You can think of the Canadian approach as a variant of an English or Scottish Name & Arms clause, minus the Name
It is, as Joe notes, an approach to rendering armorial inheritance gender-neutral - not the approach I would have chosen, but somehow my royal appointment as Governor-General seems to have been lost in the mail.
As for flocks of armigerous Canadians migrating to England, that's not the immigration crisis that's been in the news lately; though apparently Lyon has denied matriculation of Canadian arms in Scotland because the lack of link between Name and Arms is not compatible with the nature of arms in Scottish law. (Others can confirm, clarify, or correct as necessary.). All of which is great spectator sport from Baja BC!
For the record, the Canadian approach is not the only inevitable way to reconcile heraldically inheritance with gender equality, so long as we remember that Heraldry is a tool to signify identity - that is, identity is the dog, Heraldry is the tail. In the English-speaking world, at least, the primary social and legal identifier of family has been & still is the surname; and in modern times at least, the choice of surname, and therefore of primary family identity, is a personal choice. Traditionally, that has been the father's name before marriage and then the husband's; but nowadays, children may be given either or both parents' name; and married couples may bear either or both surnames. Most families still follow the traditional pattern, but that is by choice, not legal or societal mandate.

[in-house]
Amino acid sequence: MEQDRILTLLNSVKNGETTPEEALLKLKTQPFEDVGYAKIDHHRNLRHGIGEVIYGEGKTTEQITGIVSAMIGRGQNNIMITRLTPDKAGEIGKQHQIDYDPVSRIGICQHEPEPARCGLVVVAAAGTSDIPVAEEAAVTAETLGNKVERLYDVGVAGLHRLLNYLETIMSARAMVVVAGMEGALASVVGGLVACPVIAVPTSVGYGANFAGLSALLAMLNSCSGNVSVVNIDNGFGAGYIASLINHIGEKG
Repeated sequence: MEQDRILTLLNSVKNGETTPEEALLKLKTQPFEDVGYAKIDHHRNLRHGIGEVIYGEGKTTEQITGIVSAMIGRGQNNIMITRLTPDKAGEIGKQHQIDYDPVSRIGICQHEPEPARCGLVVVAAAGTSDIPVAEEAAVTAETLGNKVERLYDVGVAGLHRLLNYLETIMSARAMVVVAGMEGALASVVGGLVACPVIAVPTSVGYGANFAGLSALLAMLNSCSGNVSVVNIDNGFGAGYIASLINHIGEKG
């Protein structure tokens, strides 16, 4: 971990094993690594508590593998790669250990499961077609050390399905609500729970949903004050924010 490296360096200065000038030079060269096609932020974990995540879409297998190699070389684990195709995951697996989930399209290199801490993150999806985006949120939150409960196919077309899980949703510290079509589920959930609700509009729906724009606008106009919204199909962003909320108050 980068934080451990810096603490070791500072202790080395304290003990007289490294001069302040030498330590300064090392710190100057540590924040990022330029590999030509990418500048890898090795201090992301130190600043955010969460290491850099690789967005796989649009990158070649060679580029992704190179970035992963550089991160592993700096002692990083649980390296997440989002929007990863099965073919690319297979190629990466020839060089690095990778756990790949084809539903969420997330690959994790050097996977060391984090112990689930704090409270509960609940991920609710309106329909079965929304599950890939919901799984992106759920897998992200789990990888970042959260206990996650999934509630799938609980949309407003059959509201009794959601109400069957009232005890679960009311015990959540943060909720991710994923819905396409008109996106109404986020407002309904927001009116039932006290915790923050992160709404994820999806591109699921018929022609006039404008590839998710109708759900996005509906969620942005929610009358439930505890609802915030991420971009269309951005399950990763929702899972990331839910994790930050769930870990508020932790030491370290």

That's the situation nowadays, before reaching the question of which arms to bear, since that choice is secondary to choice of name. If the function of arms is identity, then use whichever arms actually reflect the identity - the surname - that each individual or family has chosen to assume and bear. To my mind, bearing the coat of arms tied to one side of one's family while bearing the surname of a different side of the family fundamentally fails the basic purpose of arms as an accurate identifier of who and what the bearer us, both legally and socially. There are other ways to signify family connections of differing surnames - impalement, quartering, and composition come to mind - which allow for the emotional connections without sacrificing the connection between Name and Arms which give the display meaning as an identifier.